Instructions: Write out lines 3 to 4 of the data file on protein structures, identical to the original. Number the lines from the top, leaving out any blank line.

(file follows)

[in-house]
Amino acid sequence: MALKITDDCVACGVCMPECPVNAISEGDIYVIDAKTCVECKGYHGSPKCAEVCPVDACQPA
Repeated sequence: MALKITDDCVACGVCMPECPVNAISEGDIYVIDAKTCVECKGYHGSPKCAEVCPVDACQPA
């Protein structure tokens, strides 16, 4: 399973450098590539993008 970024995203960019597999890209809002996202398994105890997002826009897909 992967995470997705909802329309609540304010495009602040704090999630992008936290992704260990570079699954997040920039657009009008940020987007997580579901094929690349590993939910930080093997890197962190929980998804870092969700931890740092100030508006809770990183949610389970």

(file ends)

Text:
Repeated sequence: MALKITDDCVACGVCMPECPVNAISEGDIYVIDAKTCVECKGYHGSPKCAEVCPVDACQPA
């Protein structure tokens, strides 16, 4: 399973450098590539993008 970024995203960019597999890209809002996202398994105890997002826009897909 992967995470997705909802329309609540304010495009602040704090999630992008936290992704260990570079699954997040920039657009009008940020987007997580579901094929690349590993939910930080093997890197962190929980998804870092969700931890740092100030508006809770990183949610389970």